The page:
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State Attorney Melissa Nelson to remain in courtroom for third term

'Being able to bring victims justice in court — it is very vindicating'

Posted 7/4/24

JACKSONVILLE — As the unopposed candidate for State Attorney of the Fourth Judicial Circuit, Melissa Nelson will serve another four years as the top prosecutor for Clay, Duval and Nassau …

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State Attorney Melissa Nelson to remain in courtroom for third term

'Being able to bring victims justice in court — it is very vindicating'


Posted

JACKSONVILLE — As the unopposed candidate for State Attorney of the Fourth Judicial Circuit, Melissa Nelson will serve another four years as the top prosecutor for Clay, Duval and Nassau counties. She was unopposed in 2020 as well. 

The Office of the State Attorney is located at the Ed Austin Building, which was once a federal courthouse in Jacksonville until 2003. It is connected to the Duval County Courthouse by an elevated walkway above Pearl Street. 

One of Nelson's favorite rooms in the building is the Law Library on the fifth floor. It is both clad in dark academia — wall-to-wall bookshelves and leather couches—and natural lighting, with sunlight filtering in through the windows facing the EverBank building. These dual contrasts can also be attributed to Nelson as well. She possesses a clear vision and a dense, often dark, background in practicing law. 

Nelson said she is ready for another four years. 

“I am grateful. It is a testament to the team that I work with. We’ve been really stable. There’s a lot of movement in this office, just by nature, but there’s been a lot of stability and that has been in the benefit of the public. People work together," Nelson said. 

"We are the voice for victims and for people who have been hurt, destroyed by criminal actions from other people. Being able to bring victims justice in court — it is very vindicating," she said. 

Nelson said this sense of justice propelled her into her career. She was colleagues with Rep. Sam Garrison when they served as assistant attorneys in Jacksonville in the 2000s. 

In the legal library, Nelson held up a glass fixture of an article from the Florida Times-Union. It was one of the office's courtroom victories: the Michael Dunn case, prosecuted  under former State Attorney Angela Corey.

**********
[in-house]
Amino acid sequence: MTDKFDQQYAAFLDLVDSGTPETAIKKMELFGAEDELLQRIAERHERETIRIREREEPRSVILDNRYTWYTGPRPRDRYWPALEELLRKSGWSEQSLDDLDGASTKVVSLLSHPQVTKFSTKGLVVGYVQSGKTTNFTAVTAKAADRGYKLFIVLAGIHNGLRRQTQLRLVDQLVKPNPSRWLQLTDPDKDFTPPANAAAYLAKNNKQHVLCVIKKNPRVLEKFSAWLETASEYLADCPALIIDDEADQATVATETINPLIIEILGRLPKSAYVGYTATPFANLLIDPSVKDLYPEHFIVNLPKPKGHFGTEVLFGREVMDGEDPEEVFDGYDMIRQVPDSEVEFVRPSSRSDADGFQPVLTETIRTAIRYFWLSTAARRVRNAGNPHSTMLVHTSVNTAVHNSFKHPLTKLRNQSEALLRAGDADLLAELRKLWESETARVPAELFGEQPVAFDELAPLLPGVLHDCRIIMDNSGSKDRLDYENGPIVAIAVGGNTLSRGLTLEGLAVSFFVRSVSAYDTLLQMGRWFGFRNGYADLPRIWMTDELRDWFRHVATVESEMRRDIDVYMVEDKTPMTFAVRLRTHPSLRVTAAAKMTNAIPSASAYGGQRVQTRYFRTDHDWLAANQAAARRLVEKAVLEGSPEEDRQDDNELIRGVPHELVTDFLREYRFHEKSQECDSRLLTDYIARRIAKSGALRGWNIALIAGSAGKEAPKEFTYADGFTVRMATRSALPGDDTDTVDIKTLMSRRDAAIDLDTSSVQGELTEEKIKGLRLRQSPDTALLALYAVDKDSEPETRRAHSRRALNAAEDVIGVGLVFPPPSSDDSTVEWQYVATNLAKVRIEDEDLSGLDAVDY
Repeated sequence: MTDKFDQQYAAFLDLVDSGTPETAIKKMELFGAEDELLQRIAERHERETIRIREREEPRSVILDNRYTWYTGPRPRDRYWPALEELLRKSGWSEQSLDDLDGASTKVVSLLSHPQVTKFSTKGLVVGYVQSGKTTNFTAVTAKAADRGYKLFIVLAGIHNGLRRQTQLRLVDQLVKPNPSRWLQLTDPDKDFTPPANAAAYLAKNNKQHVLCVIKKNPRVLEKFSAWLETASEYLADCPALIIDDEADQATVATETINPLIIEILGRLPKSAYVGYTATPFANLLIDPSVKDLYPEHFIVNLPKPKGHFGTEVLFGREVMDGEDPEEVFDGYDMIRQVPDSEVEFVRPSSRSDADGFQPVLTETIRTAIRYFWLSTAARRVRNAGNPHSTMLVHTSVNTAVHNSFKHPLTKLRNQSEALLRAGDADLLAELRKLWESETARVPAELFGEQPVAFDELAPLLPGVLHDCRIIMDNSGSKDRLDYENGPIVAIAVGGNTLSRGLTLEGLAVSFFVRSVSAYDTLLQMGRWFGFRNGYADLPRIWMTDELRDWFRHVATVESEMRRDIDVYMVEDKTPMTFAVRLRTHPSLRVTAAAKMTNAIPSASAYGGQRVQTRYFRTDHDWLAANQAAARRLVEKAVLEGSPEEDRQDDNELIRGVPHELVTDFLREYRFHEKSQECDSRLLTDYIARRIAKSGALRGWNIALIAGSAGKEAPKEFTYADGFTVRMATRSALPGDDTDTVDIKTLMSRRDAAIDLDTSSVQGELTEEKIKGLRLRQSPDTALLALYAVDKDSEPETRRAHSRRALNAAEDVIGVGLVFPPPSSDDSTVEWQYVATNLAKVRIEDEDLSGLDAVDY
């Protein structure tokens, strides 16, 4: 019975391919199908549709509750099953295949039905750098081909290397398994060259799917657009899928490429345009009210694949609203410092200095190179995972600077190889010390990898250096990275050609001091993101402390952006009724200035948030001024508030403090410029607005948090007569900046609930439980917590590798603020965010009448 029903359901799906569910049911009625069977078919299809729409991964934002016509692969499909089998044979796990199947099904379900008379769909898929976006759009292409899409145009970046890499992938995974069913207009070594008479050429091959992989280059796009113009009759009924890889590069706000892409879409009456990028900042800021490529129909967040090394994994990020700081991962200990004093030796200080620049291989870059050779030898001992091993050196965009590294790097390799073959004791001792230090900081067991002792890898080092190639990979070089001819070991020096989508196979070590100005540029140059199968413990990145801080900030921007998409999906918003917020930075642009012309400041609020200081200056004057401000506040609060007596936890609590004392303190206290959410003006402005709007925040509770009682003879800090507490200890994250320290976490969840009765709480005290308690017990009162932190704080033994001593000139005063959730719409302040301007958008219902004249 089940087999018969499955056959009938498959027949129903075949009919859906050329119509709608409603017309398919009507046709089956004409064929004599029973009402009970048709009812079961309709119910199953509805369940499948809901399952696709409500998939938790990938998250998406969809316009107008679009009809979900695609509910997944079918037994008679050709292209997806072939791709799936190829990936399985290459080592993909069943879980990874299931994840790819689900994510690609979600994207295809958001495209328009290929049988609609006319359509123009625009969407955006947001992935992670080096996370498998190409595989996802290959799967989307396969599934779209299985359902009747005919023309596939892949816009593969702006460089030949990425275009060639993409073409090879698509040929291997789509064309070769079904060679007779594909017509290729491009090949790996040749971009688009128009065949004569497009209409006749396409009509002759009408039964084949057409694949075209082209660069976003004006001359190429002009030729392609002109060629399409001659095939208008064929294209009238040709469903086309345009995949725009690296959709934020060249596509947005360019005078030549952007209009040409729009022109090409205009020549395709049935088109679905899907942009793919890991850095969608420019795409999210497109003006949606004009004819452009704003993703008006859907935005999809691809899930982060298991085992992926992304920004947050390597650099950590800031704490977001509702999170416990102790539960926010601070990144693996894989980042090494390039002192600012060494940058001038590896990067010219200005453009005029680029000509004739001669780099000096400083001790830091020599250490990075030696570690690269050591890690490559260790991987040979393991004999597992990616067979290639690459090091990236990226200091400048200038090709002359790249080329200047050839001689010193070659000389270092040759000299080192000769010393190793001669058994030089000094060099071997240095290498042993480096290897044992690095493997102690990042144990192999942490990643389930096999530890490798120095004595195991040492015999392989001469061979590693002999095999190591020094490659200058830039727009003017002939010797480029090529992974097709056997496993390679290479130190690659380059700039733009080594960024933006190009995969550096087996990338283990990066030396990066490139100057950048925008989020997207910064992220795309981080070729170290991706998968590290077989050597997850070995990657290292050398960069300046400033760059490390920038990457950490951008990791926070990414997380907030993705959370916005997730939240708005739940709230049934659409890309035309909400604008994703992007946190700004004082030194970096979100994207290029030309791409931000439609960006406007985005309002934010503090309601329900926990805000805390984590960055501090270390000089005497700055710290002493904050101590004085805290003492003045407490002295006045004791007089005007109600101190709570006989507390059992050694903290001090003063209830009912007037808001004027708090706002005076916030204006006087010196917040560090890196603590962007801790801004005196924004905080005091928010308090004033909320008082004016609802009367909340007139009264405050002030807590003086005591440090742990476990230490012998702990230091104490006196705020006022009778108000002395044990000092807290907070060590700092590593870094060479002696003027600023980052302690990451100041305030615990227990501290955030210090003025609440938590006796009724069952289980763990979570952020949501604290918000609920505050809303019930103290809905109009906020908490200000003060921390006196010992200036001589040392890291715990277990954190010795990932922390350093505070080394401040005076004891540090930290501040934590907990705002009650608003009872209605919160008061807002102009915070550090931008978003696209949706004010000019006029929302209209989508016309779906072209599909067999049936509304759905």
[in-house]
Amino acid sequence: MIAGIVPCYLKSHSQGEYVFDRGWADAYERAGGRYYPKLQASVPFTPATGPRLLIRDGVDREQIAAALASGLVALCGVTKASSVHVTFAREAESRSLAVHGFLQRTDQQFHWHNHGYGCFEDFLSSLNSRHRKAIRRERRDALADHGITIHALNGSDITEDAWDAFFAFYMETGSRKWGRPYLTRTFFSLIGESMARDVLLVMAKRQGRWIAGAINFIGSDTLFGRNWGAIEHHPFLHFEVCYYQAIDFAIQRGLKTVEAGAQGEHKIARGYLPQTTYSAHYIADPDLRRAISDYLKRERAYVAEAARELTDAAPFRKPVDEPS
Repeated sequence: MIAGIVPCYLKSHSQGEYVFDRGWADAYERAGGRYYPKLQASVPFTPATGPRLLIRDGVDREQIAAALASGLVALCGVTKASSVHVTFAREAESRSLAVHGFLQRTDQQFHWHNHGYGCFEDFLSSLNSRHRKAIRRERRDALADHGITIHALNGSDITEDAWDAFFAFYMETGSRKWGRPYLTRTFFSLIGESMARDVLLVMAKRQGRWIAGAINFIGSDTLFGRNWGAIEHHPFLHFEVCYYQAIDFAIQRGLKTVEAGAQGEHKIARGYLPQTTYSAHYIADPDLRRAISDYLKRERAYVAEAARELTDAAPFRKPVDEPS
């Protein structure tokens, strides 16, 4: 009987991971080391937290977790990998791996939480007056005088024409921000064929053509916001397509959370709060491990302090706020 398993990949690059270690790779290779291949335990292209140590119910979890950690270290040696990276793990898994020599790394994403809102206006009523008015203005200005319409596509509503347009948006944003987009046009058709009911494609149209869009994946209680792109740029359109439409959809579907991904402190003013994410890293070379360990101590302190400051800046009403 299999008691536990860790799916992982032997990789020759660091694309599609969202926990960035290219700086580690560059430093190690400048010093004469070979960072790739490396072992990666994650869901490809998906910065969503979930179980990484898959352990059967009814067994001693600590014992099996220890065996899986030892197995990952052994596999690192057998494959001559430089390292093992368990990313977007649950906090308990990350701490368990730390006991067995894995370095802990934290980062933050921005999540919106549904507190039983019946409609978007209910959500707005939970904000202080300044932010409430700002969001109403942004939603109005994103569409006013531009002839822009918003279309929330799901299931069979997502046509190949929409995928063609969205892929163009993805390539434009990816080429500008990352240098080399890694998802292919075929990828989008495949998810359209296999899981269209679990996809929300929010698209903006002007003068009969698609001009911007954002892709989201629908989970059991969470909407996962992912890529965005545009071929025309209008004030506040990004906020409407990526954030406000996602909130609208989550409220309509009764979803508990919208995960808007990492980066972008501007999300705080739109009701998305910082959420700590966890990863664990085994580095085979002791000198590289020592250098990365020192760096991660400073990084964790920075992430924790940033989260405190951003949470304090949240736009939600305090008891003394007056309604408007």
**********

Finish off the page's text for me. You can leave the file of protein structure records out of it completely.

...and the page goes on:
Nelson plans to adorn the marbled walkways through the building with news articles and media memorabilia as visual monuments. 

"The bread and butter of our work is prosecution. But it is so much more broad than just being in a courtroom and handling a case to resolution. We do a lot here. Our victim's services are very important. We have done creative things over the first two terms. And we have a few projects in the pipeline, this being just one of them,” she said, glancing at the article.

"This is about honoring victims and showcasing, in a creative way, a platform that reminds the people who work here why we come to this job every single day," she said.

One planned centerpiece is an article written by Clay Today about the gripping Michael Renard Jackson case. Nelson said that was one of the most compelling cases in Clay County during her tenure in the Fourth Circuit.

"I sat through the retrial earlier this year. It really affected and shook the county when it happened," Nelson said.

Jackson was sentenced to death in 2007 for murdering a veterinary technician. In 2012, the Florida Supreme Court called for a retrial. Jackson was tried again in 2023 and was sentenced to life in prison. 

"We were pleased the jury convicted Jackson and are relieved he will never be released from prison," Nelson said. 

One upcoming case of interest on the state attorney's radar is the Corey L. Binderim trial, which begins on Sept. 30.

Pam Hazel is the Clay County Director and the lead prosecutor for the Binderim case. She went with Nelson and FBI crime analysts to a landfill in Georgia, where it was believed Susan Elizabeth Mauldin's body would be found. Nelson described the fruitless search through the landfill and how "everything was just shades of gray." The overcast sky and the despairing mood left everything in a gloomy gray glaucoma as they searched desperately for the body.  

Nelson said the team found a white skull fragment the night before the search was about to be called off. From there, they found what they believe is the victim's body. 

Her job as a state attorney confronts her with the worst of human nature. Despite all the past horrors and the horrors still to come, she maintains an optimistic outlook on life. Providence is one of her central tenets. 

During the final week to qualify for the 2016 election, Nelson grappled with whether or not to run for state attorney. She wondered if there was a path to win the election. Her committed decision to enter politics was "sort of" a spur-of-the-moment decision after months of ruminating. 

She talked to Gary Chartrand, a mentor figure and campaign contributor, a few days before the qualifying deadline. Chartrand shared a quote by William Hutchison Murray

"Until one is committed, there is hesitancy, the chance to draw back, always ineffectiveness. Concerning all acts of initiative (and creation), there is one elementary truth, the ignorance which kills countless ideas and splendid plans: that the moment one definitely commits oneself, then Providence moves too."

Those words replayed in Nelson's mind as she was driving home. She made up her mind as she pulled into her driveway.

"All of a sudden, it became clear to me. The meaning of the quote and what he was trying to tell me. When I made the decision, incredible things happened," Nelson said. 

After winning the 2016 election, Nelson has been unchallenged ever since. 

Editor's note — A quote was omitted to respect a victim's family, several quotes were clarified and a correction was made regarding the Law Library.